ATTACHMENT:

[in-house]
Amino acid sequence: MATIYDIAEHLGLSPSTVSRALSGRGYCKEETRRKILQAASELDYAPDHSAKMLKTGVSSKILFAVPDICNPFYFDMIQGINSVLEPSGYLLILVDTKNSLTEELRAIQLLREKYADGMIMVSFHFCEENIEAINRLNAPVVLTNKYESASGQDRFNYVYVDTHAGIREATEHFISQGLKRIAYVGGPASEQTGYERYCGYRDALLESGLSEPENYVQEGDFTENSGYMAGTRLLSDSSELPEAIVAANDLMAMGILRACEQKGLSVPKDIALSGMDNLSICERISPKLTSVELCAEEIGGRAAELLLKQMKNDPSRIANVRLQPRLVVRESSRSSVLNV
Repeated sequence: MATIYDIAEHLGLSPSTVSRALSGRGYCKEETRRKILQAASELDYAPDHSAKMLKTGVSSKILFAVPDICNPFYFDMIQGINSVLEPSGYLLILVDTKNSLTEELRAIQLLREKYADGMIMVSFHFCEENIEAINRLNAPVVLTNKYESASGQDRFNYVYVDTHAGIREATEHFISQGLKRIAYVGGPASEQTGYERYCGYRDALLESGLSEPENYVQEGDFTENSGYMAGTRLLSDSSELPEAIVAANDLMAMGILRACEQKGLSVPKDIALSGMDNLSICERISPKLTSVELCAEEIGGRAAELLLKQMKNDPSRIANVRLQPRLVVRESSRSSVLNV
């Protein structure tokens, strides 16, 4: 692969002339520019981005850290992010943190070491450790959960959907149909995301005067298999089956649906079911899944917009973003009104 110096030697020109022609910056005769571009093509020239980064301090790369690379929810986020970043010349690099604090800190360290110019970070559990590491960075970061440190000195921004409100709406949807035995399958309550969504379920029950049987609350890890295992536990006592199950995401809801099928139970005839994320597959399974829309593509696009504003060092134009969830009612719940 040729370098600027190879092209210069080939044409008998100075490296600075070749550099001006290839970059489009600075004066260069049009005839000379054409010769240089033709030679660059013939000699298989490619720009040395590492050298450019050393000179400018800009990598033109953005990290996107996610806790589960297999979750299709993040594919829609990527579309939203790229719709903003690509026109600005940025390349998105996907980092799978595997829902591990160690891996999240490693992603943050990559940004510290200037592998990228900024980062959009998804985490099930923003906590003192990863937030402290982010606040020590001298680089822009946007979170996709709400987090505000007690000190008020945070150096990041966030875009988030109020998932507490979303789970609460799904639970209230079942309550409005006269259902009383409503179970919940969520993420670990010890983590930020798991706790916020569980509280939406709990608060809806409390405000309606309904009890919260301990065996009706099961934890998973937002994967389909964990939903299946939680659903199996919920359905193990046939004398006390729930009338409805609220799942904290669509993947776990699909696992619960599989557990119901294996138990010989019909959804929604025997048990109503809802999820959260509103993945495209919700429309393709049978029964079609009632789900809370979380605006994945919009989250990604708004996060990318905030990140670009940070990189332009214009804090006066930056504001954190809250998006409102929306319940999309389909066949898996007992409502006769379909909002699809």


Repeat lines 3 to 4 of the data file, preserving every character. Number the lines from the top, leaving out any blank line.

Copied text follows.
Repeated sequence: MATIYDIAEHLGLSPSTVSRALSGRGYCKEETRRKILQAASELDYAPDHSAKMLKTGVSSKILFAVPDICNPFYFDMIQGINSVLEPSGYLLILVDTKNSLTEELRAIQLLREKYADGMIMVSFHFCEENIEAINRLNAPVVLTNKYESASGQDRFNYVYVDTHAGIREATEHFISQGLKRIAYVGGPASEQTGYERYCGYRDALLESGLSEPENYVQEGDFTENSGYMAGTRLLSDSSELPEAIVAANDLMAMGILRACEQKGLSVPKDIALSGMDNLSICERISPKLTSVELCAEEIGGRAAELLLKQMKNDPSRIANVRLQPRLVVRESSRSSVLNV
């Protein structure tokens, strides 16, 4: 692969002339520019981005850290992010943190070491450790959960959907149909995301005067298999089956649906079911899944917009973003009104 110096030697020109022609910056005769571009093509020239980064301090790369690379929810986020970043010349690099604090800190360290110019970070559990590491960075970061440190000195921004409100709406949807035995399958309550969504379920029950049987609350890890295992536990006592199950995401809801099928139970005839994320597959399974829309593509696009504003060092134009969830009612719940 040729370098600027190879092209210069080939044409008998100075490296600075070749550099001006290839970059489009600075004066260069049009005839000379054409010769240089033709030679660059013939000699298989490619720009040395590492050298450019050393000179400018800009990598033109953005990290996107996610806790589960297999979750299709993040594919829609990527579309939203790229719709903003690509026109600005940025390349998105996907980092799978595997829902591990160690891996999240490693992603943050990559940004510290200037592998990228900024980062959009998804985490099930923003906590003192990863937030402290982010606040020590001298680089822009946007979170996709709400987090505000007690000190008020945070150096990041966030875009988030109020998932507490979303789970609460799904639970209230079942309550409005006269259902009383409503179970919940969520993420670990010890983590930020798991706790916020569980509280939406709990608060809806409390405000309606309904009890919260301990065996009706099961934890998973937002994967389909964990939903299946939680659903199996919920359905193990046939004398006390729930009338409805609220799942904290669509993947776990699909696992619960599989557990119901294996138990010989019909959804929604025997048990109503809802999820959260509103993945495209919700429309393709049978029964079609009632789900809370979380605006994945919009989250990604708004996060990318905030990140670009940070990189332009214009804090006066930056504001954190809250998006409102929306319940999309389909066949898996007992409502006769379909909002699809």